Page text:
Hundreds of people living with multiple sclerosis (MS) in Tayside are set to benefit from a new service launching today.
The My MS, My Way: Tayside programme is expected to benefit more than 240 people living in Dundee, Angus and Perth and Kinross.
Thursday’s launch of the scheme takes place on World MS Day, which aims to raise awareness of the condition.
People diagnosed in the last five years will be able to access the service, which is there to give information and emotional support.
Run by charity MS Society, the programme will include clinics and offer confidential counselling.
People living with the condition will also get the chance to share their experiences through one-to-one peer support.
My MS, My Way: Tayside was developed by the MS community in Tayside after research found there was a significant demand for increased support services in the area — particularly for those recently diagnosed with the condition.
The scheme has been praised by Scottish minister for public health and Dundee City West MSP Joe Fitzpatrick.
He said: “In developing Scotland’s first national action plan for neurological conditions in partnership with the neurological community over the past year, we have listened to what matters to people living with neurological conditions in Scotland.
“Having timely access to information and support is vital to enabling people to live well on their own terms.”
MS Society Scotland and MS Therapy Centre Tayside, who are leading the project, will receive more than £151,000 worth of funding throughout two years from the National Lottery Community Fund and the Community Innovation Fund.
Morna Simpkins, MS Society Scotland director, said: “We’re delighted to be marking the start of one of our most significant support services this MS Day.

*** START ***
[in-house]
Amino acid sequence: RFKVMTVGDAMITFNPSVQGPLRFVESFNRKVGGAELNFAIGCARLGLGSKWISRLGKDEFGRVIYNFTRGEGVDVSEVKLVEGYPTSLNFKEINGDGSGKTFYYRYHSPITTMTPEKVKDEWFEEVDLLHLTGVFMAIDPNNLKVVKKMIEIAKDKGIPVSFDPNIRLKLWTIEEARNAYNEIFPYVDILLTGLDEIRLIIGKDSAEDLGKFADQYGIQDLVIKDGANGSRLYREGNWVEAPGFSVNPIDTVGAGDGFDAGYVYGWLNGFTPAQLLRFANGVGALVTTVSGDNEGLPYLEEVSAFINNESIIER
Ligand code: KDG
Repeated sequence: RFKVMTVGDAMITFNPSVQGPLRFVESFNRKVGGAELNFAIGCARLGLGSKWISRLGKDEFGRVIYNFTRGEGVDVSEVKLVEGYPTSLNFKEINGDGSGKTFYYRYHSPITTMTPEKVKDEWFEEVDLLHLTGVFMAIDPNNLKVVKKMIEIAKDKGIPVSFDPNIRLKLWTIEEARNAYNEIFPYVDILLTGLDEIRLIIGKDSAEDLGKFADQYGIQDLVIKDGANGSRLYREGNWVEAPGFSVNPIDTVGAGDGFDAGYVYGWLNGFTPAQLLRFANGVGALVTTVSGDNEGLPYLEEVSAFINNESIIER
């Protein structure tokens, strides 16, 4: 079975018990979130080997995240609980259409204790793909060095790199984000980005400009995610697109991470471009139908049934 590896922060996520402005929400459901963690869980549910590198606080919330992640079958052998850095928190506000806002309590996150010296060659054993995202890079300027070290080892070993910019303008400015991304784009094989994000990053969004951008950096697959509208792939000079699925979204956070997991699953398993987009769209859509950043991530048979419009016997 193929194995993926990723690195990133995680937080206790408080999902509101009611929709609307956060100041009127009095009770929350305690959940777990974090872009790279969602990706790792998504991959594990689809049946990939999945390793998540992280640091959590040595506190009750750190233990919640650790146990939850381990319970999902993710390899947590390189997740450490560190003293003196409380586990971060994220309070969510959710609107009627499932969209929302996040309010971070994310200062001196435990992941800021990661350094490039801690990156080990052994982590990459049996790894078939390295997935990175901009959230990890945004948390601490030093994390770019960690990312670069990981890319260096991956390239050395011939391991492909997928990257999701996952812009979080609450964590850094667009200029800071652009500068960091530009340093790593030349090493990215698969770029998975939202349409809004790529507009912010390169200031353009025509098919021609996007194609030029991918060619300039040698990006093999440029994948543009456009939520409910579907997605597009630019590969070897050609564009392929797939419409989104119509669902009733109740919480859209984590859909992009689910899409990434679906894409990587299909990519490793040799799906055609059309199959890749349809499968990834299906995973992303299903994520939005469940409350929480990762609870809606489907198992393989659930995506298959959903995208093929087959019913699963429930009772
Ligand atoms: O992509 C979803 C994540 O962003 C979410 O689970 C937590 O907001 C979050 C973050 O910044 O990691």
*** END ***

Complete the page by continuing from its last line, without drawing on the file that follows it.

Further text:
“More than 11,000 of us are living with MS in Scotland and 10% are in Tayside. We have listened to the MS community and the service is entirely shaped by them.
“It will support those recently affected by the condition to help improve their emotional wellbeing and resilience to live well with MS.”
Meanwhile, a Dundee landmark will be lit up in orange on World MS Day as part of a national event.
RRS Discovery will be bathed in orange light to mark the day, as will other Scottish landmarks such as the Kelpies and SSE Hydro.
Living with MS:
Kirsty Stevens, who has been living with MS for more than a decade, wishes there was something like the My MS, My Way: Tayside programme when she was first diagnosed.
Kirsty, 33, found out she had the condition in November 2007, after about a year of living with symptoms, including struggling to walk straight.
At first doctors believed she had another condition, but when further symptoms developed it became apparent she had MS.
The designer said: “It was a shock at first, but I was determined not to let it get in the way of my life.”
Kirsty was diagnosed with the condition while living in Dundee, and after a spell in London now lives in Falkland, Fife. She still visits Ninewells for treatment every three months to make sure her medication is working properly.
It was initially described as a mild form of the condition, but she admits some symptoms have worsened in the years since.
“Fatigue is a real battle,” she said.
“I have learned to pace myself. Some days I have loads of energy and I want to do lots of things, but then that wipes me out.
“I know now not to Google how things might develop.”
Kirsty also gets simultaneous tingly and numb feelings in her hands and feet, which she said makes her fidget.
“I can get a bit self conscious of that if I’m on a train or somewhere public,” she admits.
Kirsty’s design work uses images from her MRI scans to inspire her art. Her Charcot design company is named after Jean Martin Charcot — the man who discovered the condition.
And she was the first design champion at the V&A Dundee.
While Kirsty will not be legible for the My MS, MY Way service as she was diagnosed more than five years ago and does not live in Tayside, she did provide some feedback to MS Society on how it could work and thinks recently diagnosed patients will gain a lot from the programme.
“I would have loved to have had something like this when I was first diagnosed,” she said.
“I didn’t know anyone else with the condition when I was first diagnosed. Through my design work I have met people with MS as people will tell me someone they know has it.
“If it wasn’t for that, I don’t know how many people with MS I would have met.
“It’s hard to explain what it’s like, MS is different for everyone, so a scheme like this will be helpful to a lot of people.”